39. I've done one contest! And will never do it again EVER! I've spent years getting to be good at what I do. Hire me and build a relationship and talk to me. You get a better quality all around when you build a report with someone rather than selling out the cheapest and most demeaning way that insults my education, expertise and experience in my field.

  40. Basically, if it's a client that is asking for something that would look good on my portfolio then I say yes to the spec work.

    If I also have time to do the spec work, then I say yes to it, and I stick it in my portfolio.

    I have done the Doritos commercial just about every year, and have gotten clients with that spec work. Just seeing a real company in my portfolio adds value.

    But if it's a client asking for spec and it's something that I have in my portfolio, then I refer them to that.

    Also if it's a big pay client, then I'll do it for spec.

    But you make sure you watermark your stuff as well.

    I also make sure that I create a relationship with potential client so that their experience is more than just my work.

    I do agree with the video. But I think you also gotta do what you gotta do.

  41. Pizza company held contest to redesign their packaging, winner will be rewarded 1K. About 100 designers take up this challenge. Among all submitted design they choose 10 they like most, out of 10 they choose one of the best to be the winner so they paid the winner. The other 9 design can be used in future that's save a lot. In their T&C they normally listed you give them permission to use your design in anyway if you want to participate the contest OR they simply change here and there a bit and claim it's their own design so you can't sue them.

  42. I'd love if you could do a video on why the client should pay extra for layered(native) files and why designers should stop being bullied into giving them away for free!

  43. As would be expected, spec work is mostly restricted to fields where the work is fulfilling. This makes these fields over-supplied with amateurs and professionals who will work just for the love of it. Fields where work is more taxing or soul-destroying pay better on average. Choose.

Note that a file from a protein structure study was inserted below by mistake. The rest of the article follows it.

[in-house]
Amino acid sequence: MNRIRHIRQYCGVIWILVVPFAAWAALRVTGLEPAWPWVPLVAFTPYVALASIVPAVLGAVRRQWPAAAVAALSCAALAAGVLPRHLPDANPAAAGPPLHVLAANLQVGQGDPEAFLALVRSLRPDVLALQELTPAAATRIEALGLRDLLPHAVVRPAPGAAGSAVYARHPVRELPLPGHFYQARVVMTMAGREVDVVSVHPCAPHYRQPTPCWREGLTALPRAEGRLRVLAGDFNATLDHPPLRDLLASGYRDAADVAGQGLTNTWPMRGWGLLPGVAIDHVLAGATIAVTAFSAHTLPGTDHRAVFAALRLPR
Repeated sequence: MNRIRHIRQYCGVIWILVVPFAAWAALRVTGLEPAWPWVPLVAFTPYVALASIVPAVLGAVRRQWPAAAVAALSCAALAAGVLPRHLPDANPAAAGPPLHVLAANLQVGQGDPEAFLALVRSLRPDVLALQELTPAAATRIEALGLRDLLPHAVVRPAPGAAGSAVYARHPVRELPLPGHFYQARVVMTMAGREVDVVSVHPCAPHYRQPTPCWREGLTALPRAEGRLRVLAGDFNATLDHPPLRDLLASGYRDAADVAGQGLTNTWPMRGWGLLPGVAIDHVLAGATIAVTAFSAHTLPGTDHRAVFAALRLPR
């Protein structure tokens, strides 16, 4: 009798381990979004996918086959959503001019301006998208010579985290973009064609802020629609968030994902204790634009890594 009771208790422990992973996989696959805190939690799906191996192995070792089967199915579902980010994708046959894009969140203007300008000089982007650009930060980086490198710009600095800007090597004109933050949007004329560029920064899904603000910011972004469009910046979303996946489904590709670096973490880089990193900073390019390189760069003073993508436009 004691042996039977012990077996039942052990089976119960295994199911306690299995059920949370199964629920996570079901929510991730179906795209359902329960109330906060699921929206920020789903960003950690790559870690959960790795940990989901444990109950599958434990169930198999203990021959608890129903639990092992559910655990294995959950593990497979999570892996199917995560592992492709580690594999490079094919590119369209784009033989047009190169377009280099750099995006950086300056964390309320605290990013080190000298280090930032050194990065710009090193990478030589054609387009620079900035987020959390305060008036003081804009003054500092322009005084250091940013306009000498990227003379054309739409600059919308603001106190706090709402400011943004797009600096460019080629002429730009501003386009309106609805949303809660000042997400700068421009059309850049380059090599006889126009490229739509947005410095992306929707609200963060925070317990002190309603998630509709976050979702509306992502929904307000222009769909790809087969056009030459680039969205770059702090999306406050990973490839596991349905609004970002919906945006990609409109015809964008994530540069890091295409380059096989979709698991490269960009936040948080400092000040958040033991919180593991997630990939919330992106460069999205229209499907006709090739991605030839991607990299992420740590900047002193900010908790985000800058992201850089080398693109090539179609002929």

I never use spec for design work because I have no talent in the visual arts, so see their work as magical. I however do a lot for free computer work because I can't see that others likewise see my work as magical.

  44. im wondering whos behind all that spec crap!! mostly i think they are owners of companies or bosses who think they can treat everyone like they want and not to pay because they seriously think we have to desperate offer our services and they buy it if they want

  45. Well, I paid a designer to sketch me some logos for my business and honestly they all looked like crap(to the point i could do better on MSPaint). Ended up drawing up my own designed logo on photoshop and just asked that same designer to make it into a vector based logo on Adobe Illustrator. Turns out,…the graphic designer didn't even know what a vector based logo was… Wasted my money on someone that knew less than me.

  46. couldn't agree more with it. But no, there's wayyyyy~ too many twats out there who will enjoy free handjob, and yes, there's wayyyyy~ too many wankers out there who love giving hand jobs for free 😀 hahahahahahaha

  47. Because everyone with a Mac is a would be designer, it creates a glut in supply, to the point where people need to work for free. if you're a good designer, 10 mins free for a 1 month contract and a future relationship is not a problem.

  48. thanks for this info,,im new to this ,,actually im going to make for spec work,,but when i watch and read i doubt to accept the work,,even i can add it on my portfolio but i feel im like a slave so i decided to stop it

  49. Great great clip ! Would love if this could be adapted beyond designers. Photographers and other professions within visual arts, are all going through the same BS.

  50. Now, for part 2 The contest: image the requesting party is a government/public agency giving out a subsidy and is inviting parties to come with proposals…. Is that deemed immoral as well?

  51. Could you ask several chefs? Actually, yes. That's exactly what happens when selecting a Wedding Caterer.

    There is nothing wrong with a modest level of Spec Work to determine the skill of the service provider. There IS something wrong with exploiting this model.

    The pendulum has swung too far for free work; however, don't pull it too far back either.